"I think I won my spot back," Rogers said after catching four passes for 41 yards in the Lions' 20-7 loss Sunday at Dallas. "I came out there and did what I was supposed to do. When my number was called , I feel like I performed. No doubt about it, I feel like I won my spot back."
Rogers, the second player taken in the 2003 NFL draft, seemed to have fallen into disfavor with the Lions offensive staff even before he sat out a four-game suspension for violating the NFL's substance-abuse policy.
Since coming back from the suspension, he was inactive for one game because coach Steve Mariucci felt he hadn't practiced well enough, and he caught just one ball in the game against Arizona a week ago.
"It's been like that since before the suspension," Rogers said. "It's been like that since the first week I was playing. It's not a routine I'm used to."
Asked if he felt he should be back in the starting split end position, Rogers responded: "Damned right."
Regardless of how he is playing, there is another distraction clouding Rogers' situation.
The Lions are seeking to recoup more than $10 million of his original signing bonus, apparently because of a clause in his contract relating to possible drug suspensions. He declined to discuss that situation.
"That's what my agent and my lawyers are for," Rogers said. "That's what I pay them to do, to handle situations like this. They'll handle it, and we'll see what happens."
With the Lions seemingly stumbling toward a fifth consecutive losing season — their third under Mariucci — the former San Francisco coach is taking heat from Lions fans and the Detroit media.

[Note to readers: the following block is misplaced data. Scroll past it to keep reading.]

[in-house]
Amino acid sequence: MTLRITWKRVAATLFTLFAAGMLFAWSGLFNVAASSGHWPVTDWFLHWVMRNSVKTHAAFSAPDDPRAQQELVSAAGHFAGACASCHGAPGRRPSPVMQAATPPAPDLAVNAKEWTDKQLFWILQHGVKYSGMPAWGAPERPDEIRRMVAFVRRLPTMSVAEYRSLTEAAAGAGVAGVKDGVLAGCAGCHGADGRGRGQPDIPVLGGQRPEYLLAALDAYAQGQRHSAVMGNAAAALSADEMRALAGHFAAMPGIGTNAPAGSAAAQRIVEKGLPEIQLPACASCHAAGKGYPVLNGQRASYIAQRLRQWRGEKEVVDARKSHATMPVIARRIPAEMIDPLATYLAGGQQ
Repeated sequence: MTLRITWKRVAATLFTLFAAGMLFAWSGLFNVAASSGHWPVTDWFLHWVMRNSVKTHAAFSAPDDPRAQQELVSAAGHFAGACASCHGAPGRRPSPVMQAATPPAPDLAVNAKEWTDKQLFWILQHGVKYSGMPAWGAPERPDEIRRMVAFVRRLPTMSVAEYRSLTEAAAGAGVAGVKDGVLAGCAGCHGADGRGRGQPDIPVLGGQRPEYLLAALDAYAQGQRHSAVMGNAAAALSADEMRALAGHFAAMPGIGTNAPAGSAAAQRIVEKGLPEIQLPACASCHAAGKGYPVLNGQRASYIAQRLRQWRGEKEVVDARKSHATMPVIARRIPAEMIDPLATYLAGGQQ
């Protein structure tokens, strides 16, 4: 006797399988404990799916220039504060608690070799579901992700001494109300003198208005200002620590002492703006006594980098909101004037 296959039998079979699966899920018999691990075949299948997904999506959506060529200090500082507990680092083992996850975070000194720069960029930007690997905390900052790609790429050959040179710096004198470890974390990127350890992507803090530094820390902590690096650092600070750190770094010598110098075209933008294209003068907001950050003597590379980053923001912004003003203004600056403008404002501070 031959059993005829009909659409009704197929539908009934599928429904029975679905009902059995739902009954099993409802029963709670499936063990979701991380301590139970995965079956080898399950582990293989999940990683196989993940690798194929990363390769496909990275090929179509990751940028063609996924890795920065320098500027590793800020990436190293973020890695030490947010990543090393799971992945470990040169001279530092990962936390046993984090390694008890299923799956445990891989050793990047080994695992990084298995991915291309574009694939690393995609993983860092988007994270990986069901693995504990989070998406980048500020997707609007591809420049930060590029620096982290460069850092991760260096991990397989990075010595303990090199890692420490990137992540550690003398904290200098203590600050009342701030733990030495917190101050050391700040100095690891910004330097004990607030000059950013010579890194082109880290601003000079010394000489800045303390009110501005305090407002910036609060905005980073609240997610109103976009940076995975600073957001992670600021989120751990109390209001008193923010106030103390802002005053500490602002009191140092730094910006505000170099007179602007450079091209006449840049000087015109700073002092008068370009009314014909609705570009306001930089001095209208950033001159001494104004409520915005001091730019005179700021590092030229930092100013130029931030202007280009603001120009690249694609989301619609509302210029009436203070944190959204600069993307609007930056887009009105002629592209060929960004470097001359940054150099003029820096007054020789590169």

In a teleconference with Detroit reporters, Mora was asked what he would tell the critics in defense of Mariucci.
"Ummmmm, I don't know," he said, laughing. "I've got my own problems."
A moment later, however, Mora gave a serious answer.
"Obviously, I think a lot of the guy and hold him in tremendous regard," Mora said. "The guy knows how to do it.
"No matter what, in this business there's going to be people that criticize you, but he's one hell of a guy. I know that."
Mariucci and Mora became close friends during the six years at San Francisco when Mariucci was the head coach and Mora was his defensive backs coach and later his defensive coordinator.
They were penalized 17 times for 129 yards in the loss to the Cowboys but, in fact, that was out of character for the team. Going into the Dallas game, they had been penalized 61 times in nine games for a total of 437 yards.
"That hasn't been the case for a lot of our games," Mariucci said, referring to the Dallas game. "We're not typically a team that has a lot of penalties. There were too many penalties; some I agreed with and some I didn't.
"We'll just keep coaching the rules, get off on the snap and play like we should."
Mariucci declined to say how many plays he sent to the NFL for review, but he was particularly indignant that he was not able to get a timeout call from the official standing two feet from him before Cowboys kicker Billy Cundiff booted a 56-yard field goal in the closing seconds of the first half.